Center: carved wood block. Clockwise from top left: Sumi ink,
pigment dispersions, Baren, brushes, carving tools.
I've been printing all this week, well not all this week, between this and that I've been printing. I pulled almost a hundred Moku Hanga prints. All the work is done by hand; carving, inking and pressing. Printing Moku Hanga is, for me, a tricky balance between water, ink, and pressure. The paper is damp, softened, this helps the ink enter into the paper. It is a different look than other printing which is on top of the paper. The block is also dampened, but not too much, or you'll get a mottling called "goma" or sesame seeds. Too much ink or not enough produces a less than adequate result. Likewise with pressure.......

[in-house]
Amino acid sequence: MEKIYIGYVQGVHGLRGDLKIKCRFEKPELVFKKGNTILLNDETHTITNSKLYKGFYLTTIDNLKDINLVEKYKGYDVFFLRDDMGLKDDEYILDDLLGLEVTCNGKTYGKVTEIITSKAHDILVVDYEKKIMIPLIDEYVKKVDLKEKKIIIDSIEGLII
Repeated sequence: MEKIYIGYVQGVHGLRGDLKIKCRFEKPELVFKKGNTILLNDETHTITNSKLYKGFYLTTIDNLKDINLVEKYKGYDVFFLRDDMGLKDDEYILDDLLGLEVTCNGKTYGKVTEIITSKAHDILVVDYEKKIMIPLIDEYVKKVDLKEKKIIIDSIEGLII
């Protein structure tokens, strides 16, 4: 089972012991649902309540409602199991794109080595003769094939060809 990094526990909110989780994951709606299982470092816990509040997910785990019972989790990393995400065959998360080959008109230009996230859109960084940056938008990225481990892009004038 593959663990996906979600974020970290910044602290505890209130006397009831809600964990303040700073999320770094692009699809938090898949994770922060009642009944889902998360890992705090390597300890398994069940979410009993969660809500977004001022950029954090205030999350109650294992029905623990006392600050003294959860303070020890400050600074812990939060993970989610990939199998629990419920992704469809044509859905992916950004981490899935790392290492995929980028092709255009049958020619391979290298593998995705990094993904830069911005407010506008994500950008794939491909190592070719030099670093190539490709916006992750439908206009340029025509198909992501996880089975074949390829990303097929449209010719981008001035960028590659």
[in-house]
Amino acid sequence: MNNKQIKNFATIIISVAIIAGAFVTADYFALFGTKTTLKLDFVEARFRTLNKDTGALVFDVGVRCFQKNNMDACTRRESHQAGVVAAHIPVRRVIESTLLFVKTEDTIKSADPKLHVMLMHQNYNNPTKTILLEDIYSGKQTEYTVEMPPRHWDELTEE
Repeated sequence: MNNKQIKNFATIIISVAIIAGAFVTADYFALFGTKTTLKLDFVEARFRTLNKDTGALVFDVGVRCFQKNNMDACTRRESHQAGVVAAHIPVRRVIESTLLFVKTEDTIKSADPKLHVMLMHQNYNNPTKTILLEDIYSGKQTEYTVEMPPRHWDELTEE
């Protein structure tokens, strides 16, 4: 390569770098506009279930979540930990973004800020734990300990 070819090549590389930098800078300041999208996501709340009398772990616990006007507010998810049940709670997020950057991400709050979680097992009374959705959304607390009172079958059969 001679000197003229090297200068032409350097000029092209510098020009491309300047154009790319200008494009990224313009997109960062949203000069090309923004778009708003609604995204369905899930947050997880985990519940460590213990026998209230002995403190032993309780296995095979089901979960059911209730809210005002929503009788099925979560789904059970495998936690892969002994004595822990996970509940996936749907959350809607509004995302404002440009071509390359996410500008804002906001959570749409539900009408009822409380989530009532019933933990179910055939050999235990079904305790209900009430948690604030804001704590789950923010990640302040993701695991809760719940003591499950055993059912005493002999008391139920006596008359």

How does this happen? Funny rabbits playing tricks on me !
I always make a silly topsy turvy mistake and get a print or two or three turned around. Even though it is perfectly simple to get things right, it just happens; mischievous elves (or more likely trickster rabbits ) are about, I suppose. Although not all 100 prints were perfect, a slew of them were not bad; a decent harvest.
Here's small sampling of my print harvest.
Someday I'll be able to keep the margins clean (maybe......)